If the id exists it’s returned as a result, in case more than one value is found: an exception will be thrown. We return a message notifying the user the stream exists.
If the value returned is None, we create a new Stream object passing along the arguments and assign it to the stream variable.
A try/catch block is added to attempt to add the stream to the current session. incase of an error we show it in the console and rollback session.
We finally persist our session to the database by calling
This section will Postgres database configuration with SQLAlchemy + psycopg2 as DBAPI.
We start off by defining the main function. Inside the function, we get our environment variables to connect our database.
Remember to cross-reference your
.env file and make sure the names are correct. We define the engine variable that uses create_engine function,
this takes a connection string in the format:
Here dialect refers to postgresql, driver is psycopg2, and then we pass along database configuration parameters. Read more about database URLs.
We call the metadata object from the Base class, from it we use the create_all method to create all tables defined above.
We move ahead to create a Session object from sessionmaker factory, passing the engine variable.
This allows us to create a configurable session from our connection, further use that to add items, query items and delete items from the DB.
We assign the Session object to the session variable, finally, we return the session as output to function.
This section will bring together everything to send text message notifications.
We begin by first importing Africas Talking python sdk, this will give us access to different classes and methods that will allow us to easily communicate with their API with minimal boilerplate. We proceed to import our predefined functions and classes from the
db_models.py file. These will be used at different stages of our script execution.
Previously, we had defined
at_least_one_stream_active variable which returns True if our dictionary keys are populated, else False including when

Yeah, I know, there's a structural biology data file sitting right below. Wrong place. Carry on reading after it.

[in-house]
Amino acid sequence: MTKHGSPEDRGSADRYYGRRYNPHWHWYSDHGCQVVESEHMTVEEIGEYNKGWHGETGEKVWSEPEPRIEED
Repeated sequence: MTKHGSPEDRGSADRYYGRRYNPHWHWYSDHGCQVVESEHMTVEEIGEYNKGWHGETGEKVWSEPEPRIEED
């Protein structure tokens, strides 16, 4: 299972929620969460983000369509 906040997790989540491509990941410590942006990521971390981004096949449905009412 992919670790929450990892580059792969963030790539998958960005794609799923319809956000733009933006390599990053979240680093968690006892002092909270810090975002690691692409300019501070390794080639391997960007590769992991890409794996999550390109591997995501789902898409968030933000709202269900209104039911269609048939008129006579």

the dictionary is empty. Here our If statement checks our variable is True, then assigns an empty
message list. This will hold the content of our message.
We then loop through the
streams variable which is a list of dictionaries. The timestamp returned by the API is in a different format than we want to work with, this necessitates us to convert it. The datetime module provides a helpful
strptime() function, we pass our current timestamp and our preferred format as arguments and get a converted timestamp.
After we get our correct timestamp, we append the data from each stream to the empty message list. We then proceed to call the
add_stream function, we pass along a session returned from the main function and the other relevant parameters to our function.
The function will first check if the specified stream_id exists in the database, if not will add it and resultant data, if it does the entire session will be rolled back.
Inside our if block we define a stream_notification function that takes our session and message list as arguments. We execute a query using the session, Message class and live_message argument. Essentially this query stream_id from the message table against the stream id of the current message, if there is a match it returns a field else None is returned.
We assign the result to m1 variable. We then add an if statement that checks whether the result is None, we do some checks on the live_message checks and add a try/except block that attempts to send our notification message.
Messages for all
In the Try/except block, we attempt to send our message using
send() function passing our message as a list and our mobile_number as arguments.
We define an empty message_id variable that we proceed to assign inside the for loop from the sent message.
For each value in our live_message argument, we join the items inside into a string and call the
add_message function passing the relevant values. These include a session, message id as a string, the message sent, the current date and time, and the stream id. In case, of an error, it’s printed to console.
If the query returned a value, we print a string letting the user know the message has already been sent. We then call our function passing along our session from the main function and message list. By abstracting the logic into a function,
we make the code more portable, easier to debug and increases readability.
Deploy The Code
This section will focus on deploying our code to the cloud and setting up a scheduler to run it at set intervals.
There a lot of good cloud vendors we could use however Heroku takes the cake for its ease of deployment and free tier that will be enough for demo purposes.
It is easy enough to choose your preferred cloud provider e,g. Digital Ocean, AWS, GCP etc. Create an account or sign in on Heroku.
After creating an account and logging in, I recommend you install the heroku cli for an easier time during deploying.